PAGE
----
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Ukraine Investigates Suspected Smuggler Tunnel

  • Stefan Bos

BUDAPEST, Hungary — Ukrainian authorities have launched an investigation into a tunnel network running from its border into neighboring Slovakia, a member of the European Union. There has been mounting international concern that organized crime groups from the former Soviet Union smuggle people, weapons, drugs, cigarettes and other goods into the European Union.

Ukraine's secret service, SBU, says it has discovered a suspected smuggler tunnel running from the western Ukrainian border village of Mali Selmenci into Slovakia.

In a statement, the SBU says the tunnel's entrance was beneath a retail store, ironically called 'Europa.'

The store sold clothing and household merchandise. But the SBU believes the real purpose was to hide a dangerous, four-meter-deep, underground tunnel, to smuggle goods or people into the European Union.

Ukraine, which is not an EU member, has come under pressure to crackdown on organized crime.

Slovaks found an even more advanced 700-meter tunnel last month, explained Slovakia's Interior Minister Robert Kalinak.

The tunnel was equipped with a small train and tracks running from the western Ukrainian border town of Uzhhorod into Slovakia. Minister Kalinak says, "it was capable of transporting various kinds of goods" and he "suspects also people."

Investigators in Slovakia and Ukraine say "sophisticated mining-technology" appeared to have been used to dig out the tunnel, which ran about six-meters below ground.

It underscores that crime groups are finding new ways to reach the European Union, where many border controls between member states have been removed.

Slovakia, which joined the visa-free EU zone several years ago, claims it has taken adequate steps to protect it.

But Finance Minister Peter Kazimir acknowledges that tax authorities lost millions in revenues in the recently discovered tunnel network.

He claims 13,100 cartons containing 200 cigarettes each were seized in the July raid, the equivalent of more than two-and-a-half million cigarettes. Kazimir estimates excise tax evasion could reach up to $61-million if "the tunnel was used for a year."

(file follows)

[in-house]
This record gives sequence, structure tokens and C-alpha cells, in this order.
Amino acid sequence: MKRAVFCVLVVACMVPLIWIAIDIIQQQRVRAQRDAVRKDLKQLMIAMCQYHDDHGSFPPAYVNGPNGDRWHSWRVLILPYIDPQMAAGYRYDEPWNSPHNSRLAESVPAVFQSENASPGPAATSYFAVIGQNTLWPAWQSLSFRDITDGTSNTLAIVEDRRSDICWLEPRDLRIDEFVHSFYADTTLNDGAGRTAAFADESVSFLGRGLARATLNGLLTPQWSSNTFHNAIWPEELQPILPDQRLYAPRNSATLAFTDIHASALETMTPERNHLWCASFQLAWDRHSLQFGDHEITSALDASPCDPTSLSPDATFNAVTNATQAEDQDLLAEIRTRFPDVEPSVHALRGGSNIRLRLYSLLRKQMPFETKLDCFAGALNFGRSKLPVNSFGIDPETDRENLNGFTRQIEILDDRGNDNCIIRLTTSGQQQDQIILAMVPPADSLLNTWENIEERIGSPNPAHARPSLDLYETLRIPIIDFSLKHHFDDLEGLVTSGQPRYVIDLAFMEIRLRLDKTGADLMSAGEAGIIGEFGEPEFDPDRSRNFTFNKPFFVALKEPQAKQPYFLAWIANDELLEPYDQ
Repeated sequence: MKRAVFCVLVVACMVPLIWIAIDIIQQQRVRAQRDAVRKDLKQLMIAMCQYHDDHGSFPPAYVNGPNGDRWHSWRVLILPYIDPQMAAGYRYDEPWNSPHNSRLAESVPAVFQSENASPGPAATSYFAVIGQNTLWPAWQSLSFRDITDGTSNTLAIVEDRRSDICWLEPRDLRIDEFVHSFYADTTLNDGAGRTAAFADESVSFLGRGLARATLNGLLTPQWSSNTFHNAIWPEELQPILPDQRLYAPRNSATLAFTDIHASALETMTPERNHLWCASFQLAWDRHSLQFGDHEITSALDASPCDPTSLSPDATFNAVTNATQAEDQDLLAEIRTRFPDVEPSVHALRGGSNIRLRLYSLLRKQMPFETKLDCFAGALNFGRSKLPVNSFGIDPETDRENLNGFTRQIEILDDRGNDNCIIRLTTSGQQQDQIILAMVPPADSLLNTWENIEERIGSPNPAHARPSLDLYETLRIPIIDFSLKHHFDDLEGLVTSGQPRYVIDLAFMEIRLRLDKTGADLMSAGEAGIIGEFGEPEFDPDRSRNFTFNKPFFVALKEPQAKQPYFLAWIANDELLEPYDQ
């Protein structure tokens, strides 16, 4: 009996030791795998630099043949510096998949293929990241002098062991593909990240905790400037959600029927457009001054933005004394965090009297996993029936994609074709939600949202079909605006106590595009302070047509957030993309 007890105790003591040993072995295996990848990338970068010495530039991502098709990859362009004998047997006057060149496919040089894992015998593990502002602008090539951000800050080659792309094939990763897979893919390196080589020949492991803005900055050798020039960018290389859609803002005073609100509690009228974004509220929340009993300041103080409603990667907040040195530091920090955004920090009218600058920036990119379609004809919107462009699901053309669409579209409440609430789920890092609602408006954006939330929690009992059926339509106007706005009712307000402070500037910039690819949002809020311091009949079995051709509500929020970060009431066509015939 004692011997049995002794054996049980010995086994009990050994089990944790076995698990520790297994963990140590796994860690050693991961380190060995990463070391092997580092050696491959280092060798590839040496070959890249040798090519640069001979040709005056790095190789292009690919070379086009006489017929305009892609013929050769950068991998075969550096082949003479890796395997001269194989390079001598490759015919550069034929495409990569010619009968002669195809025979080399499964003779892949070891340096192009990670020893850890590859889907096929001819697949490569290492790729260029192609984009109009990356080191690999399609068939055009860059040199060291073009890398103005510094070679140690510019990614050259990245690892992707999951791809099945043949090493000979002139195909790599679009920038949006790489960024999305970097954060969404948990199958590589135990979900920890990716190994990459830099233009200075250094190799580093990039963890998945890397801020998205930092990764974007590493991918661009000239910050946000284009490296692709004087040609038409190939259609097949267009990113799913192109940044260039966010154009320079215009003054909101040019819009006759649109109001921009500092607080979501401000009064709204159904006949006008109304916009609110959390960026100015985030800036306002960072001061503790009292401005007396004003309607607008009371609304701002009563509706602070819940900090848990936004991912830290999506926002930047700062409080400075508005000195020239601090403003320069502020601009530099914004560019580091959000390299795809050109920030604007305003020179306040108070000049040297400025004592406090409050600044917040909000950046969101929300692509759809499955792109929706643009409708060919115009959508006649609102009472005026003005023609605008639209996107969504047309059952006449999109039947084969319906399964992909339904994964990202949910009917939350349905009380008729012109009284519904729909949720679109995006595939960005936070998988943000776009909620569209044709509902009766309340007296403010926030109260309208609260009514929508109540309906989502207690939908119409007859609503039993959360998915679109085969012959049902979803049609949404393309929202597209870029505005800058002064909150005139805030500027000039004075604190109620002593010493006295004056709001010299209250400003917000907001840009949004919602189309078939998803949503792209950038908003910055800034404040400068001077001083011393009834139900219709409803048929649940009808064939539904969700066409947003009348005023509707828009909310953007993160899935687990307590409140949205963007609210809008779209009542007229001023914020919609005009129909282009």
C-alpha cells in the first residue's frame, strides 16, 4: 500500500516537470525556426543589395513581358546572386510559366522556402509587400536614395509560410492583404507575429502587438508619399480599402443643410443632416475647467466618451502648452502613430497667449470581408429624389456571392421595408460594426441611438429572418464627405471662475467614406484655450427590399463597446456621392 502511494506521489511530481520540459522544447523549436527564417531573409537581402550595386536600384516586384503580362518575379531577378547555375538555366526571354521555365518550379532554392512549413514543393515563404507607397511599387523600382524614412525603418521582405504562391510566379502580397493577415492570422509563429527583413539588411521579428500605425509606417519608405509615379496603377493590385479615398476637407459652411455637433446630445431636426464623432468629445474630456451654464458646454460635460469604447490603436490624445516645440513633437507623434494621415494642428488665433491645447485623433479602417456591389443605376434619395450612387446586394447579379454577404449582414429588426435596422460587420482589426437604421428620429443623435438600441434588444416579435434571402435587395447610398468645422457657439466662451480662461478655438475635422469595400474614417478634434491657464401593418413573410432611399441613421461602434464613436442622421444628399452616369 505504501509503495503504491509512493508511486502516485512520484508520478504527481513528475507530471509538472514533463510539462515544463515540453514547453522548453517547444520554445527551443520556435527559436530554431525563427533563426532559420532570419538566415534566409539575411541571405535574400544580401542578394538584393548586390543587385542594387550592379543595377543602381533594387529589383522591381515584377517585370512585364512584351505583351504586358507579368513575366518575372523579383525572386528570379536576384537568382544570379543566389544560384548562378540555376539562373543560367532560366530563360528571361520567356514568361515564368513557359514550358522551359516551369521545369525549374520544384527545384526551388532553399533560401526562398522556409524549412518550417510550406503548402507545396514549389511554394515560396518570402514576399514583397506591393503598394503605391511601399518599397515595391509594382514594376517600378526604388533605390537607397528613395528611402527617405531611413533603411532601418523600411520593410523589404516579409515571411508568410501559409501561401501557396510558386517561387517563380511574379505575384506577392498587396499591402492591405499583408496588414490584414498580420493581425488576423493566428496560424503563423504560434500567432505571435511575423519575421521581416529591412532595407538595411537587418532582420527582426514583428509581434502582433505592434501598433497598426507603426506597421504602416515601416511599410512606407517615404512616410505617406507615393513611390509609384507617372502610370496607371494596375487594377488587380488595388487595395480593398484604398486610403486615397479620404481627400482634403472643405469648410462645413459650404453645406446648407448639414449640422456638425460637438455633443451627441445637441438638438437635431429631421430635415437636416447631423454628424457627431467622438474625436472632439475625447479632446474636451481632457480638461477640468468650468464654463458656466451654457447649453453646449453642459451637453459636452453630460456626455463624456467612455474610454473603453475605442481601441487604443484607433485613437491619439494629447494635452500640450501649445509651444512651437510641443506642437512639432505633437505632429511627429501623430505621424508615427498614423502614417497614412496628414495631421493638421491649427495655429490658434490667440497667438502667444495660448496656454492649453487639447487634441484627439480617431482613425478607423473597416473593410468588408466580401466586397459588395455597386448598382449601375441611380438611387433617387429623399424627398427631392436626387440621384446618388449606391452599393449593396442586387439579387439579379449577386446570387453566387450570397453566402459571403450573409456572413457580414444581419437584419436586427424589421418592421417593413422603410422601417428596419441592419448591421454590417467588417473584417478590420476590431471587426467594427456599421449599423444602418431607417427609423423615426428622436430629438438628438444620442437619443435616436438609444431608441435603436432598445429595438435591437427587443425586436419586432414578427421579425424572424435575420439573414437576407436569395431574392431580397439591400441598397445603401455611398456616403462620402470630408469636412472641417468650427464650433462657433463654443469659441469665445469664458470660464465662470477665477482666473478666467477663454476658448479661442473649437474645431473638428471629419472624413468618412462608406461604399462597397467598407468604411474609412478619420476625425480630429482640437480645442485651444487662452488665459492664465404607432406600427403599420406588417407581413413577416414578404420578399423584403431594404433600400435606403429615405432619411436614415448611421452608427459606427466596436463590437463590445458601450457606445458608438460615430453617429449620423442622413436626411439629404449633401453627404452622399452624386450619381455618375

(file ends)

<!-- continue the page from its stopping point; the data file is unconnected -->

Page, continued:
The minister has compared the tunnel to those built by drug cartels along the U.S.-Mexico border. Police say the owner of the Slovak warehouse involved in the operation was detained on site, along with a truck driver in a different location.

But officials caution a joint investigation with Ukraine is expected to reveal that many more individuals have been involved in the underground operation.

Slovakia shares a nearly 100-kilometer-long border with Ukraine and security forces say its remoteness and deep forests are often used by smugglers of drugs, cigarettes and refugees from east to west.

American and European diplomats are also concerned that weapons and nuclear material from aging, Soviet-era, facilities are illegally transported from the ex-Soviet Union.

Back in Ukraine, residents are upset about the smuggler tunnels.

A worker constructing a home near the discovered tunnel in the Ukrainian border town of Uzhhorod says he often saw a mini-bus arriving there with well-dressed passengers. The man complained he "thought they were intelligent people, but look at what they did."

Local residents claim corrupt officials, including mayors and judges, must have known about the tunnels but were paid to look the other way. They also fear authorities will blow up the tunnels or flood them with sewage water to hide evidence. Giving and taking bribes, locals say, has become a way of life in the region following the chaotic collapse of the Soviet Union.

That does not surprise watchdog group Transparency International, which ranks Ukraine among the world's most corrupt nations.

Concern over Ukraine's borders has added to international pressure on neighboring EU members Slovakia, Poland, Romania and Hungary to step up efforts to keep the 27-nation union safe from illicit trade.
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